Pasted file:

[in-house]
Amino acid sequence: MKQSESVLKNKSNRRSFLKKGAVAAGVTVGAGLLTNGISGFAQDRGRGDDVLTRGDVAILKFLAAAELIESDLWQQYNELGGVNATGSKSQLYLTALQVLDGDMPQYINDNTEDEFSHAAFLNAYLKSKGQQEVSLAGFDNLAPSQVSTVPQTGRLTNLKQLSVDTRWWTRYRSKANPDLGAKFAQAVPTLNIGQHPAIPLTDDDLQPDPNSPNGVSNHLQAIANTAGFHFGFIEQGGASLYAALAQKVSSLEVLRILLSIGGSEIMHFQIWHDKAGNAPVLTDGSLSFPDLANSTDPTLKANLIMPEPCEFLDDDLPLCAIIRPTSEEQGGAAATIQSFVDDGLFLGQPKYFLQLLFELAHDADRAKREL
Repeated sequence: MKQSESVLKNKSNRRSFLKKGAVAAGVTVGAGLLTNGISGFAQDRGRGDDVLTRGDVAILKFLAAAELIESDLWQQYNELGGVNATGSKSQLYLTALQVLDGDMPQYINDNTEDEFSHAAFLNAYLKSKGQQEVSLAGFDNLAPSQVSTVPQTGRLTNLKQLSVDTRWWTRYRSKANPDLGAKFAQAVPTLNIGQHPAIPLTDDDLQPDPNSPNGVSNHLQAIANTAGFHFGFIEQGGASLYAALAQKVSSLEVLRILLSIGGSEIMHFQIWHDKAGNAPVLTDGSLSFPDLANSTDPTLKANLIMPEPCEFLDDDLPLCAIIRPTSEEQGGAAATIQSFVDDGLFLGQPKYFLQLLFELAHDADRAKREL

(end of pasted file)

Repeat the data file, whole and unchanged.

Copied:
[in-house]
Amino acid sequence: MKQSESVLKNKSNRRSFLKKGAVAAGVTVGAGLLTNGISGFAQDRGRGDDVLTRGDVAILKFLAAAELIESDLWQQYNELGGVNATGSKSQLYLTALQVLDGDMPQYINDNTEDEFSHAAFLNAYLKSKGQQEVSLAGFDNLAPSQVSTVPQTGRLTNLKQLSVDTRWWTRYRSKANPDLGAKFAQAVPTLNIGQHPAIPLTDDDLQPDPNSPNGVSNHLQAIANTAGFHFGFIEQGGASLYAALAQKVSSLEVLRILLSIGGSEIMHFQIWHDKAGNAPVLTDGSLSFPDLANSTDPTLKANLIMPEPCEFLDDDLPLCAIIRPTSEEQGGAAATIQSFVDDGLFLGQPKYFLQLLFELAHDADRAKREL
Repeated sequence: MKQSESVLKNKSNRRSFLKKGAVAAGVTVGAGLLTNGISGFAQDRGRGDDVLTRGDVAILKFLAAAELIESDLWQQYNELGGVNATGSKSQLYLTALQVLDGDMPQYINDNTEDEFSHAAFLNAYLKSKGQQEVSLAGFDNLAPSQVSTVPQTGRLTNLKQLSVDTRWWTRYRSKANPDLGAKFAQAVPTLNIGQHPAIPLTDDDLQPDPNSPNGVSNHLQAIANTAGFHFGFIEQGGASLYAALAQKVSSLEVLRILLSIGGSEIMHFQIWHDKAGNAPVLTDGSLSFPDLANSTDPTLKANLIMPEPCEFLDDDLPLCAIIRPTSEEQGGAAATIQSFVDDGLFLGQPKYFLQLLFELAHDADRAKREL